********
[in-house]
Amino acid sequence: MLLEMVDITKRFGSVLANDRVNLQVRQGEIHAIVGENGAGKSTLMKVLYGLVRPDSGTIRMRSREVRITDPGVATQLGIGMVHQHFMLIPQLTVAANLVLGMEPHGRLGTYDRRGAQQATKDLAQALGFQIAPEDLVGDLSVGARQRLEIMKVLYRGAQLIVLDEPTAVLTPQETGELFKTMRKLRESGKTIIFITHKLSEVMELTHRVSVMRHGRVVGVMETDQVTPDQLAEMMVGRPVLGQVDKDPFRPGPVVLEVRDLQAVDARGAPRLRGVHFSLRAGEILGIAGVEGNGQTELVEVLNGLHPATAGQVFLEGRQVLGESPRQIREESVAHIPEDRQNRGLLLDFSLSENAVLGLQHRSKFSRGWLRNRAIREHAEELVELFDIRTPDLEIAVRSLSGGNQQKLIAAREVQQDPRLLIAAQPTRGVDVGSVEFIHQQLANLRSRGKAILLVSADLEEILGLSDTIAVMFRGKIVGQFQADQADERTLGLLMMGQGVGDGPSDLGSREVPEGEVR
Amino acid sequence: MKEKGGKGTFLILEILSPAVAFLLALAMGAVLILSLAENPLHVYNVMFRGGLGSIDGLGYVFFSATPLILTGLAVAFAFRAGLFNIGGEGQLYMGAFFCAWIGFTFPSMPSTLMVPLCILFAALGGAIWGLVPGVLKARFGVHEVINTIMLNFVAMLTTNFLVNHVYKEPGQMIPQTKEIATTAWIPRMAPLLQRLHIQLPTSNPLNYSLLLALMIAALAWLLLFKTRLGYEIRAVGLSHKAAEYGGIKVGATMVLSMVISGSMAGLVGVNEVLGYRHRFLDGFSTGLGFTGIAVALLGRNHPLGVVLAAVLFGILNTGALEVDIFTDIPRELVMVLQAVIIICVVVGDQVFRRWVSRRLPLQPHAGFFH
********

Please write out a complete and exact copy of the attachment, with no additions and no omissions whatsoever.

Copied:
[in-house]
Amino acid sequence: MLLEMVDITKRFGSVLANDRVNLQVRQGEIHAIVGENGAGKSTLMKVLYGLVRPDSGTIRMRSREVRITDPGVATQLGIGMVHQHFMLIPQLTVAANLVLGMEPHGRLGTYDRRGAQQATKDLAQALGFQIAPEDLVGDLSVGARQRLEIMKVLYRGAQLIVLDEPTAVLTPQETGELFKTMRKLRESGKTIIFITHKLSEVMELTHRVSVMRHGRVVGVMETDQVTPDQLAEMMVGRPVLGQVDKDPFRPGPVVLEVRDLQAVDARGAPRLRGVHFSLRAGEILGIAGVEGNGQTELVEVLNGLHPATAGQVFLEGRQVLGESPRQIREESVAHIPEDRQNRGLLLDFSLSENAVLGLQHRSKFSRGWLRNRAIREHAEELVELFDIRTPDLEIAVRSLSGGNQQKLIAAREVQQDPRLLIAAQPTRGVDVGSVEFIHQQLANLRSRGKAILLVSADLEEILGLSDTIAVMFRGKIVGQFQADQADERTLGLLMMGQGVGDGPSDLGSREVPEGEVR
Amino acid sequence: MKEKGGKGTFLILEILSPAVAFLLALAMGAVLILSLAENPLHVYNVMFRGGLGSIDGLGYVFFSATPLILTGLAVAFAFRAGLFNIGGEGQLYMGAFFCAWIGFTFPSMPSTLMVPLCILFAALGGAIWGLVPGVLKARFGVHEVINTIMLNFVAMLTTNFLVNHVYKEPGQMIPQTKEIATTAWIPRMAPLLQRLHIQLPTSNPLNYSLLLALMIAALAWLLLFKTRLGYEIRAVGLSHKAAEYGGIKVGATMVLSMVISGSMAGLVGVNEVLGYRHRFLDGFSTGLGFTGIAVALLGRNHPLGVVLAAVLFGILNTGALEVDIFTDIPRELVMVLQAVIIICVVVGDQVFRRWVSRRLPLQPHAGFFH